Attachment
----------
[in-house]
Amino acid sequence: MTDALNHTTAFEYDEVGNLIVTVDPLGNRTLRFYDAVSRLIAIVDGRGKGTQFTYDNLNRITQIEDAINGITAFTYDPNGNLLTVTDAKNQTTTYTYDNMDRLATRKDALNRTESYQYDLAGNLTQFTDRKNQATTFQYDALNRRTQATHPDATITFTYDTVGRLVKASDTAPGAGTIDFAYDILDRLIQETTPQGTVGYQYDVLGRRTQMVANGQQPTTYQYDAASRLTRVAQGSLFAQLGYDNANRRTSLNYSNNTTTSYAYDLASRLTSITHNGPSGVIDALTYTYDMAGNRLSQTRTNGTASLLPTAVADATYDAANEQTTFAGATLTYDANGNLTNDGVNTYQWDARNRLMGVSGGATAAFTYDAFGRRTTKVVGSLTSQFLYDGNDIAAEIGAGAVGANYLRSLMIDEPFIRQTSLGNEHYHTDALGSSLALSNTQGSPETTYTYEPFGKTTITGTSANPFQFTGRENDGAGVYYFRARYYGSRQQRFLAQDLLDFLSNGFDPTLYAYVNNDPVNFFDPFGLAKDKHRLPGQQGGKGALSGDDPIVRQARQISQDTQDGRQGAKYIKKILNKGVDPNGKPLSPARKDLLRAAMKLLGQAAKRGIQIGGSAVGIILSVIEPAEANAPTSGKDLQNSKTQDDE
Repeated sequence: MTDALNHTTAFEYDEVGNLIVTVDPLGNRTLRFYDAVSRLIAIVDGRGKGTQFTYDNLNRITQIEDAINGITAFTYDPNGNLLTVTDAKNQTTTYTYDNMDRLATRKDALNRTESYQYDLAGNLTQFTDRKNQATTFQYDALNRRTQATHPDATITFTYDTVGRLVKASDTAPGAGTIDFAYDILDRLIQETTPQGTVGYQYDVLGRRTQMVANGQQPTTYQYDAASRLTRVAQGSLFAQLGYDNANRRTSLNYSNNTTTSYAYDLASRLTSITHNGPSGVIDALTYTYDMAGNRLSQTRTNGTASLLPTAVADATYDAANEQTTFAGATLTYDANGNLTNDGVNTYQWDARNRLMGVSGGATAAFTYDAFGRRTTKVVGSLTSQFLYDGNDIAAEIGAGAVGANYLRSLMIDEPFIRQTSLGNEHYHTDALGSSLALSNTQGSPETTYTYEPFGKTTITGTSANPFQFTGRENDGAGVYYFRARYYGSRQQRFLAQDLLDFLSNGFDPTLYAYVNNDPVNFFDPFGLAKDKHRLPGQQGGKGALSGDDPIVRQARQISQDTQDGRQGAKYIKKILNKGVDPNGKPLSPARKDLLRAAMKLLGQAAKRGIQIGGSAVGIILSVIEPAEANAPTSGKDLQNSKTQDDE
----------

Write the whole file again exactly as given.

[in-house]
Amino acid sequence: MTDALNHTTAFEYDEVGNLIVTVDPLGNRTLRFYDAVSRLIAIVDGRGKGTQFTYDNLNRITQIEDAINGITAFTYDPNGNLLTVTDAKNQTTTYTYDNMDRLATRKDALNRTESYQYDLAGNLTQFTDRKNQATTFQYDALNRRTQATHPDATITFTYDTVGRLVKASDTAPGAGTIDFAYDILDRLIQETTPQGTVGYQYDVLGRRTQMVANGQQPTTYQYDAASRLTRVAQGSLFAQLGYDNANRRTSLNYSNNTTTSYAYDLASRLTSITHNGPSGVIDALTYTYDMAGNRLSQTRTNGTASLLPTAVADATYDAANEQTTFAGATLTYDANGNLTNDGVNTYQWDARNRLMGVSGGATAAFTYDAFGRRTTKVVGSLTSQFLYDGNDIAAEIGAGAVGANYLRSLMIDEPFIRQTSLGNEHYHTDALGSSLALSNTQGSPETTYTYEPFGKTTITGTSANPFQFTGRENDGAGVYYFRARYYGSRQQRFLAQDLLDFLSNGFDPTLYAYVNNDPVNFFDPFGLAKDKHRLPGQQGGKGALSGDDPIVRQARQISQDTQDGRQGAKYIKKILNKGVDPNGKPLSPARKDLLRAAMKLLGQAAKRGIQIGGSAVGIILSVIEPAEANAPTSGKDLQNSKTQDDE
Repeated sequence: MTDALNHTTAFEYDEVGNLIVTVDPLGNRTLRFYDAVSRLIAIVDGRGKGTQFTYDNLNRITQIEDAINGITAFTYDPNGNLLTVTDAKNQTTTYTYDNMDRLATRKDALNRTESYQYDLAGNLTQFTDRKNQATTFQYDALNRRTQATHPDATITFTYDTVGRLVKASDTAPGAGTIDFAYDILDRLIQETTPQGTVGYQYDVLGRRTQMVANGQQPTTYQYDAASRLTRVAQGSLFAQLGYDNANRRTSLNYSNNTTTSYAYDLASRLTSITHNGPSGVIDALTYTYDMAGNRLSQTRTNGTASLLPTAVADATYDAANEQTTFAGATLTYDANGNLTNDGVNTYQWDARNRLMGVSGGATAAFTYDAFGRRTTKVVGSLTSQFLYDGNDIAAEIGAGAVGANYLRSLMIDEPFIRQTSLGNEHYHTDALGSSLALSNTQGSPETTYTYEPFGKTTITGTSANPFQFTGRENDGAGVYYFRARYYGSRQQRFLAQDLLDFLSNGFDPTLYAYVNNDPVNFFDPFGLAKDKHRLPGQQGGKGALSGDDPIVRQARQISQDTQDGRQGAKYIKKILNKGVDPNGKPLSPARKDLLRAAMKLLGQAAKRGIQIGGSAVGIILSVIEPAEANAPTSGKDLQNSKTQDDE